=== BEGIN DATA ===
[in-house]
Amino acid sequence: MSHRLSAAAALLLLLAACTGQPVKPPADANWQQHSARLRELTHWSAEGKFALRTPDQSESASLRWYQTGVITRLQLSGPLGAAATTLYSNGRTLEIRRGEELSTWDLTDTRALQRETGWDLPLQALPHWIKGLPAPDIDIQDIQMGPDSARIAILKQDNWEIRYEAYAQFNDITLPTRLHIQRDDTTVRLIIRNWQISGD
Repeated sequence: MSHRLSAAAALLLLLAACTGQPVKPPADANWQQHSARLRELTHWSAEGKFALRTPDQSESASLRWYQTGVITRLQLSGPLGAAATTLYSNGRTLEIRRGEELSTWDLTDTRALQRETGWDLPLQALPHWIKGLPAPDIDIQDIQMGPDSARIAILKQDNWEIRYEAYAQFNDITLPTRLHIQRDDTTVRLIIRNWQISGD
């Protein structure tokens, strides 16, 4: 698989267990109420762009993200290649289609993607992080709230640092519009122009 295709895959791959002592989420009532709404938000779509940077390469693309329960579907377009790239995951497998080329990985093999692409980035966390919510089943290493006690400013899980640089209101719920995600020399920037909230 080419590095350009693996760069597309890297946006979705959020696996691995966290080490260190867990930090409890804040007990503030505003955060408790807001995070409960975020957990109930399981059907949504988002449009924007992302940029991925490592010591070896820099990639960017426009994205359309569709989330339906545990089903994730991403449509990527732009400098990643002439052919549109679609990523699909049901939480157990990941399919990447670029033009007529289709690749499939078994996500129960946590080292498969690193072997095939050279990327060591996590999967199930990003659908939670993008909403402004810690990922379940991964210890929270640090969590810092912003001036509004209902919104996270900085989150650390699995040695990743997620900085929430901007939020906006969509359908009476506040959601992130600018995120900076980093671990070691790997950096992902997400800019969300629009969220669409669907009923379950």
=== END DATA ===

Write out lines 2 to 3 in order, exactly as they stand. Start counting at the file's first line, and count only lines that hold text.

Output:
Amino acid sequence: MSHRLSAAAALLLLLAACTGQPVKPPADANWQQHSARLRELTHWSAEGKFALRTPDQSESASLRWYQTGVITRLQLSGPLGAAATTLYSNGRTLEIRRGEELSTWDLTDTRALQRETGWDLPLQALPHWIKGLPAPDIDIQDIQMGPDSARIAILKQDNWEIRYEAYAQFNDITLPTRLHIQRDDTTVRLIIRNWQISGD
Repeated sequence: MSHRLSAAAALLLLLAACTGQPVKPPADANWQQHSARLRELTHWSAEGKFALRTPDQSESASLRWYQTGVITRLQLSGPLGAAATTLYSNGRTLEIRRGEELSTWDLTDTRALQRETGWDLPLQALPHWIKGLPAPDIDIQDIQMGPDSARIAILKQDNWEIRYEAYAQFNDITLPTRLHIQRDDTTVRLIIRNWQISGD